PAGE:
I have to admit, the last thing I thought I would experience after having read (most of) Starfinder’s 526-page rulebook was a session without combat.
With at least 3 times as many turn actions and options than 5e, an eye-wateringly long list of offensive and defensive feats, and an Argos catalogue’s worth of weapons and armour options, I went into Paizo’s meticulously-crafted RPG with both eyes open, expecting each session would be dominated by drawn-out altercations spent poring over pawns on a tactical combat grid.
I reckoned without two crucially important things however: the rich depth of Starfinder’s Pact Worlds setting, and the improvised creativity of my players.
Now don’t get me wrong. I love tactical skirmish-based gameplay, having tumbled down the RPG rabbit hole after being pushed into it by boardgames such as Descent and Imperial Assault. Action economy, movement points, spell combos and all that kind of stuff are great fun, and the unpredictable chaos of combat is hugely enjoyable. But when it comes to RPGs, I have an equal love for social encounters, investigative gameplay, emergent narrative and the opportunity for me and my group to bring a whole imaginary world — or indeed universe — to life.
Never having played Pathfinder, I guess I’d stumbled into the trap of thinking it was a game for min-max powergaming rules lawyers, where every session turns into an epic slog of multi-dimensional blood chess. After having thumbed my way through a couple of Paizo’s old adventure paths however, I realise I’d been doing the system a huge disservice. As with Starfinder’s excellent Dead Suns AP, the mechanics take a back seat to strong plots, imaginative locations and fully-realised NPCs. All the ingredients in other words for an RPG that is just as adept as balancing the three pillars of combat, social interaction and exploration as the biggest and best of them.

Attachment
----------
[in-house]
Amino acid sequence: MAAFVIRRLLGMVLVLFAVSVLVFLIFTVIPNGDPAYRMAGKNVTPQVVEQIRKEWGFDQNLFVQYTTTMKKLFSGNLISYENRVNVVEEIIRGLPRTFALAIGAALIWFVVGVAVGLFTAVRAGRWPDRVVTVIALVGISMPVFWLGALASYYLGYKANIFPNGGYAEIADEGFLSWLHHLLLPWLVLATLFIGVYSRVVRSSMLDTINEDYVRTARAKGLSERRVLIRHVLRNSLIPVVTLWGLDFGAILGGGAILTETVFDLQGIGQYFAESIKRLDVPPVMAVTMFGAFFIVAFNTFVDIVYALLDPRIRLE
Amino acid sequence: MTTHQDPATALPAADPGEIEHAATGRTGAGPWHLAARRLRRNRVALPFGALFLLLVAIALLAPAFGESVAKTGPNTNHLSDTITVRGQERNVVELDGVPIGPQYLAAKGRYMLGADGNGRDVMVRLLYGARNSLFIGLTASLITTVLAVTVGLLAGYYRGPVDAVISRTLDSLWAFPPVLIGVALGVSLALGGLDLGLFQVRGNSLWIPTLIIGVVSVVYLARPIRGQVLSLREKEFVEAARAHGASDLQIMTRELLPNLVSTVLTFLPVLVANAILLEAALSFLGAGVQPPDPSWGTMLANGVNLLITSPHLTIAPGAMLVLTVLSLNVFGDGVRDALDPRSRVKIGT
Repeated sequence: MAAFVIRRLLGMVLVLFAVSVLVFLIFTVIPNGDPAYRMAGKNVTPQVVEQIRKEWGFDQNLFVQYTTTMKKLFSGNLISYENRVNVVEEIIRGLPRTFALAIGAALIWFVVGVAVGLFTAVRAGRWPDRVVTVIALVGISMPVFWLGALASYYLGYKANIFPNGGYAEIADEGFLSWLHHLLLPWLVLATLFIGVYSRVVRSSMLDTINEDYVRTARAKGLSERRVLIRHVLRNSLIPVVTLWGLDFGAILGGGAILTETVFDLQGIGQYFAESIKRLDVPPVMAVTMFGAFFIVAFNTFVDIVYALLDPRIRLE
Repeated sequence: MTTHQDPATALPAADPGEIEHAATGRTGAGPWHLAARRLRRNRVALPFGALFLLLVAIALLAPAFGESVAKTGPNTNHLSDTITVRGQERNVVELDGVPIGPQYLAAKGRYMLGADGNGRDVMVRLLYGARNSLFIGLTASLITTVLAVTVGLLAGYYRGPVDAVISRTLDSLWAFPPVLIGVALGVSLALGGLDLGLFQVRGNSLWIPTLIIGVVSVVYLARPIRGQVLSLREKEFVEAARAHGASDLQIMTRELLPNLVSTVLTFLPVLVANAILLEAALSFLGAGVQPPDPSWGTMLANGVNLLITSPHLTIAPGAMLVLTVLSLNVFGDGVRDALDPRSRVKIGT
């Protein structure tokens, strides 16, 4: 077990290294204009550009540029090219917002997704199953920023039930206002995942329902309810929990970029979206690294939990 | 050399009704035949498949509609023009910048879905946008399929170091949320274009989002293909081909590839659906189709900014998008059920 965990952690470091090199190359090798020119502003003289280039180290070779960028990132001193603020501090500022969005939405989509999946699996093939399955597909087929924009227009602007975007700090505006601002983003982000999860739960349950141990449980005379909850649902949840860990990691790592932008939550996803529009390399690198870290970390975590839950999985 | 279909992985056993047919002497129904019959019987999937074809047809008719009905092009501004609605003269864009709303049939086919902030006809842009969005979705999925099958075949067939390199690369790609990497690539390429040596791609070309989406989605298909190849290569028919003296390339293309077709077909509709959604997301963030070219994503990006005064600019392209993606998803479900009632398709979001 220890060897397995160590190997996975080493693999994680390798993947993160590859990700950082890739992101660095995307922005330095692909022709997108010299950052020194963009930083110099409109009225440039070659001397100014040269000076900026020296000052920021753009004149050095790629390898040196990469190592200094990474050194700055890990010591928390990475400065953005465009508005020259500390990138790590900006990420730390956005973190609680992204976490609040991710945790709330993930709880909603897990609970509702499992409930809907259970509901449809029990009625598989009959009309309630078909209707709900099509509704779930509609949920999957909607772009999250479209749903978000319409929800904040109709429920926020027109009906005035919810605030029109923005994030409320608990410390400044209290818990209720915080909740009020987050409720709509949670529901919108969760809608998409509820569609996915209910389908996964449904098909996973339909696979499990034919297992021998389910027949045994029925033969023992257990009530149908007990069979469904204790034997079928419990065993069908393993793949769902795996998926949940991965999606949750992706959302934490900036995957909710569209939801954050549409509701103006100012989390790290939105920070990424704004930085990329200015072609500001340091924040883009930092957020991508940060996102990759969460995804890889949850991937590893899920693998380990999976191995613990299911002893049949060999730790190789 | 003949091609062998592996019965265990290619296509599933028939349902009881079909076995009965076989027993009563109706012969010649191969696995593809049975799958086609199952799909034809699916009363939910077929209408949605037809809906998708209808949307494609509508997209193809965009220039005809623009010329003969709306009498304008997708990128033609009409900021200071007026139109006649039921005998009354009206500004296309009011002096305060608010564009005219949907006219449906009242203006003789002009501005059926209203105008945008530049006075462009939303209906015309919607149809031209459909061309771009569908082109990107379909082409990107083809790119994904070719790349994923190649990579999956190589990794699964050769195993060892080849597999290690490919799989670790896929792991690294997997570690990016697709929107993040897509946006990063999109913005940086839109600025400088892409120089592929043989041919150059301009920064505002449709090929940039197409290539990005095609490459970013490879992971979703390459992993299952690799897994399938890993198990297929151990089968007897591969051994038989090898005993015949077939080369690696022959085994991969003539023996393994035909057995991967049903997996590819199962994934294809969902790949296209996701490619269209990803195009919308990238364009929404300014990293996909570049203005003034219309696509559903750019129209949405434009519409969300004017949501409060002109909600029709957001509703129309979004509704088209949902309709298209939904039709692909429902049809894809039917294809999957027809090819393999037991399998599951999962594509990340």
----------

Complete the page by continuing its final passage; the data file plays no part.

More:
So back to that combatless session. It took place during Incident At Absalom Station, the first chapter of Dead Suns. That opens in media res with the characters literally caught in the crossfire, but then quickly transforms into a potential murder investigation. There are three pages in the book which detail the clues the characters can uncover whilst questioning the many leads they have. It kind of encourages you to handwave through this via making a number of skill checks, with higher results yielding more evidence. But it also contains this crucial sentence: “this section of the adventure can and should be modified to meet the needs of your game and your players with as much detail as you deem necessary”.
Well, suffice to say, we deemed a lot. And we had an absolute blast.
As mentioned, part of this was down to the detail of the setting. Between the core rulebook and a chapter of the AP, the main areas and NPCs of Absalom Station are fleshed out, containing a huge range of hooks and flavour, much of which I used to help bring the setting to life. Rather than have the players make abstract skill checks, I had them convincing bored corporate employees to let them access (and subsequently hack into) computer systems, meeting with high-ranking officers of The Stewards (Absolom’s equivalent of the police force), and opening up opportunities for android-based flirting as a means to uncover clues that might lead them to their goal.
And my players bought into this wholeheartedly. Together, they improvised the existence of sci-fi social networks, dived deep into a whole warren of secure electronic archives they managed to unlock, and traced a line of clues all the way to the existence of a dead miner in the far-flung reaches of the Diaspora. All things that weren’t in the AP as written, and all things that will provide hooks for later embellishment and flavour, expanding out to possible side quests, unplanned NPC allies and potentially long-running in-jokes (‘follow me on Spacebook…’)
And the three-and-a-half hours flew past, all without anything more involved than a few Computers skill checks and a Strength saving throw. No hits against EAC or KAC, no double moves and swift actions, no tracking of ammunition or energy cells. It was, in fact, the opposite of what I’d been expecting. I’d even memorised the starship combat rules, for Triune’s sake…
At the end of the day though, it’s all about balance. My Cthulhu campaign is typified by sessions like this, but that’s what we all expected (and wanted) from a system where the player characters are known as Investigators. It’s just not what I’d been expecting from Starfinder, and it came as a very pleasant surprise.
Though I have to admit, there is a tactical mini part of my brain that’s really looking forward to unfolding the combat map and asking my players to put down their datapads and holovisors and roll for initiative…